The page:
Consistency tendency is characterized by the propensity for participants responding to subsequent items in a survey consistent with their responses to previous items. This method effect might contaminate the results of sport psychology surveys using cross-sectional design. We present a randomized controlled crossover study examining the effect of consistency tendency on the motivational pathway (i.e., autonomy support → autonomous motivation → intention) of self-determination theory in the context of sport injury prevention. Athletes from Sweden (N = 341) responded to the survey printed in either low interitem distance (IID; consistency tendency likely) or high IID (consistency tendency suppressed) on two separate occasions, with a one-week interim period. Participants were randomly allocated into two groups, and they received the survey of different IID at each occasion. Bayesian structural equation modeling showed that low IID condition had stronger parameter estimates than high IID condition, but the differences were not statistically significant.
Derwin K.C. Chan, Andreas Ivarsson, Andreas Stenling, Sophie X. Yang, Nikos L.D. Chatzisarantis and Martin S. Hagger
Justine B. Allen and Sally Shaw
Researchers have argued that coaches are performers in their own right and that their psychological needs should be considered (Giges, Petitpas, & Vernacchia, 2004; Gould, Greenleaf, Guinan, & Chung, 2002). The purpose of this research was to examine high performance women coaches’ perceptions of their sport organizations’ social context, with specific attention to psychological need support. Self-Determination Theory (Deci & Ryan, 1985; Ryan & Deci, 2002) was employed to frame the examination of the coaches’ experiences. Eight high performance women coaches from two sport organizations participated in semistructured interviews. All reported autonomy and competence development opportunities. Organizational relatedness was critical to the experience of a supportive environment. The findings provide insight into the “world of coaching” from the coaches’ perspective.
This study examined the appropriateness of using Hackman and Oldham's (1976, 1980) Job Characteristics Model with a sample of university physical education and sport administrators (NV = 217). The Job Characteristics Model specifies certain relationships between the design characteristics of a job and the levels of motivation, satisfaction, and productivity experienced by the worker. It also considers the effect of individual differences in moderating the relationships. The results of this study showed strong support for only some components of the theoretical model. In particular some relationships involving growth satisfaction and autonomy were not as predicted by the model. In addition, individual differences did not function as moderators of the relationships in the model. While theoretical models can be useful in helping to explain phenomena in the field of sport management, researchers in the field must continue to test the applicability of models developed in other fields.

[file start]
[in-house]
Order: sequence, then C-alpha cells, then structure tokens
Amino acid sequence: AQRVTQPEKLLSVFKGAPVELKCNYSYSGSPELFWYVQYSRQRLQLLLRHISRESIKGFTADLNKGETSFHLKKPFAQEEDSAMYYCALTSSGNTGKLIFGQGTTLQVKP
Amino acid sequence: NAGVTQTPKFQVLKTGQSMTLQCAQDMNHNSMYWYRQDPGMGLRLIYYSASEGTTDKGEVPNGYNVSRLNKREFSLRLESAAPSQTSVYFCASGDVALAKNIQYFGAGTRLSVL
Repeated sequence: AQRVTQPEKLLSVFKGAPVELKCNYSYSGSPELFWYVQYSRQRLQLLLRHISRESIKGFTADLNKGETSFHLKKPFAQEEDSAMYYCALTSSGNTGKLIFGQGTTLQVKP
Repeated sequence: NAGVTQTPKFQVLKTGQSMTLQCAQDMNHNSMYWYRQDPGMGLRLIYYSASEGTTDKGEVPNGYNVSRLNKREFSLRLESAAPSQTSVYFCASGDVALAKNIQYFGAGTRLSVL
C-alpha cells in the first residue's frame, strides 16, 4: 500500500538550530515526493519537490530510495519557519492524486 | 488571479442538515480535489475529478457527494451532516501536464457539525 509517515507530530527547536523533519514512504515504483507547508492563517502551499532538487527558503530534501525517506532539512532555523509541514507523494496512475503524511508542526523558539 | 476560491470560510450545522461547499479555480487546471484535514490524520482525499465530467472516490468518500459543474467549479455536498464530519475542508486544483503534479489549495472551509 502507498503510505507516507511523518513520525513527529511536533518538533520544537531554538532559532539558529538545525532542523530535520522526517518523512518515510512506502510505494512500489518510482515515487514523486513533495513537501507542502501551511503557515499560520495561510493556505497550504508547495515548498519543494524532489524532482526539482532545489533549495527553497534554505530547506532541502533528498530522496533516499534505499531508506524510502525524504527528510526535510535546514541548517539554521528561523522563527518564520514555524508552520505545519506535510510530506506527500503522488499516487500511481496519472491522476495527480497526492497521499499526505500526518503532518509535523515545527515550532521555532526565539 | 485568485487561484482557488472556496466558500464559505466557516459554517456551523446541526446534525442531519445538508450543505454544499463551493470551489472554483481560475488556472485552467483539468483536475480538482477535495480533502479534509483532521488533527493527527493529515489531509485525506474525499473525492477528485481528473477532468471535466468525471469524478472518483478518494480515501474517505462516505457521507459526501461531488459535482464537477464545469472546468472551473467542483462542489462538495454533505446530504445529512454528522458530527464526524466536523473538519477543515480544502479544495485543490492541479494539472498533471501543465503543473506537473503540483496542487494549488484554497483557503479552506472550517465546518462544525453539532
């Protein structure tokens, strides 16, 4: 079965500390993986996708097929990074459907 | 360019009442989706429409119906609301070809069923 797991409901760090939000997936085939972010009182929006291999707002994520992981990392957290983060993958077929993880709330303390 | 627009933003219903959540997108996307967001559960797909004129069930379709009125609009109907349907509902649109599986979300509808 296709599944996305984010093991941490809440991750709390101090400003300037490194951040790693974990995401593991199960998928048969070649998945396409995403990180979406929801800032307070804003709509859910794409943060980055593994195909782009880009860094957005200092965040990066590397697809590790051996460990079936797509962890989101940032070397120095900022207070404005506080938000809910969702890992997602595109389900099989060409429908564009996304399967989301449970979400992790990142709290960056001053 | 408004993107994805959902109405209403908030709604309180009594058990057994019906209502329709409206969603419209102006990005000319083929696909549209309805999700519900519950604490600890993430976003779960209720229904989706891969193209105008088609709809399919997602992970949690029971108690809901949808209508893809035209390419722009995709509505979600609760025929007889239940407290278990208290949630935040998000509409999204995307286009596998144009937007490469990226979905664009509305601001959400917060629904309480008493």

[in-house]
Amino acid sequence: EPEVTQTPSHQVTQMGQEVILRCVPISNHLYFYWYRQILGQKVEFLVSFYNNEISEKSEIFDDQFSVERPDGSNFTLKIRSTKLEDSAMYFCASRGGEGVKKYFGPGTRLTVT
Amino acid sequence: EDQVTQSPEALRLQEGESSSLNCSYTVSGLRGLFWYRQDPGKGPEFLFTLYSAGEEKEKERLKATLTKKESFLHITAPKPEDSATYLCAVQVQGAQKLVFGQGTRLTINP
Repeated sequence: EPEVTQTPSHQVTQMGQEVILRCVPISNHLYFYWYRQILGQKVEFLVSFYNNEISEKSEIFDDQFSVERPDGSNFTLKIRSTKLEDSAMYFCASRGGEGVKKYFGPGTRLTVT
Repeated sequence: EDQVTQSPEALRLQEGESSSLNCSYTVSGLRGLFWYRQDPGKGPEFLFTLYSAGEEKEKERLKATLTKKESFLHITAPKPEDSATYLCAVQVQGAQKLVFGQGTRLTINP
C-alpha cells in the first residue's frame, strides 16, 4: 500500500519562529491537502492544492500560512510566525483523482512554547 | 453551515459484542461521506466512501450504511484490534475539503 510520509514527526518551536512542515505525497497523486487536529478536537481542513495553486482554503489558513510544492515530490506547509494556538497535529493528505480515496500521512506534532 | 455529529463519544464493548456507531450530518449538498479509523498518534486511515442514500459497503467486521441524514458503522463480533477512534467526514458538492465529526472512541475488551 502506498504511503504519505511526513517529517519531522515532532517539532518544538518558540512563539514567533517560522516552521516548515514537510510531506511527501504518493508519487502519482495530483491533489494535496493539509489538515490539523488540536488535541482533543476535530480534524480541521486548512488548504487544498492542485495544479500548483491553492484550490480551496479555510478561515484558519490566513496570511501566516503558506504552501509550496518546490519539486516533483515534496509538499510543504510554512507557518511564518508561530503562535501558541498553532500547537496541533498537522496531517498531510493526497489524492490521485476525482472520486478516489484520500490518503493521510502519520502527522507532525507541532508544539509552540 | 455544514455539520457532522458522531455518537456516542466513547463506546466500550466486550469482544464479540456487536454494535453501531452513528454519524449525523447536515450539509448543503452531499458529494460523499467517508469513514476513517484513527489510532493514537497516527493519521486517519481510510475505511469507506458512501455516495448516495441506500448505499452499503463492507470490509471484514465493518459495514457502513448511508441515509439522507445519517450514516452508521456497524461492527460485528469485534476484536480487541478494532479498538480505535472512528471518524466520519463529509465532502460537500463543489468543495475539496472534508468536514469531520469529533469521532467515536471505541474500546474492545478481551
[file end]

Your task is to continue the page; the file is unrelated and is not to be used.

Stephanie M. Mazerolle, Ashley Goodman and William A. Pitney
Social support, autonomy, and job satisfaction are among the factors influencing female athletic trainers' decisions to remain in the National Collegiate Athletic Association Division I (NCAA D-I) setting, but the male perspective has not been documented.
Identify factors that affect male athletic trainers' decisions to remain in the NCAA D-I setting.
Qualitative study. Participants: 11 male athletictrainers who averaged 6 ± 6 years of NCAA D-I clinical experience, 66 ± 10 working hours per week during the traditional sport season, and 34 ± 5 years of age.
Data collection and analysis:
In-depth, semistructured interviews. Two researchers followed the steps of a grounded theory study and analyzed data independently.
Two main persistence themes emerged from the data: (1) D-I atmosphere and (2) workplace environment.
Our findings suggest that male athletic trainers remain in the NCAA D-I setting because of satisfaction with their employment, which includes a competitive atmosphere, strong coworker relationships, and support from their supervisors.
John Stoszkowski and Dave Collins
Heutagogic learning is characterized by the notion of human agency. Power and autonomy are placed firmly in the hands of the learner, who takes responsibility for, and control of, what they will learn, when it will be learnt and how it will be learnt. As a result, if sufficiently reflexive, heutagogic learners are said to acquire both competencies (knowledge and skills) and capabilities (the capacity to appropriately and effectively apply one’s competence in novel and unanticipated situations). The complex and dynamic environment of sports coaching, coupled with coaches’ apparent preference for informal self-directed learning methods (as opposed to more formalised educational settings), would therefore seem perfect for its application. In this insights paper, we aim to stimulate debate by providing a critical overview of the heutagogic method and consider it against the nature of coaching skill. In tandem, we identify some essential preconditions that coaches might need to develop before heutagogic approaches might be deployed effectively in coach education.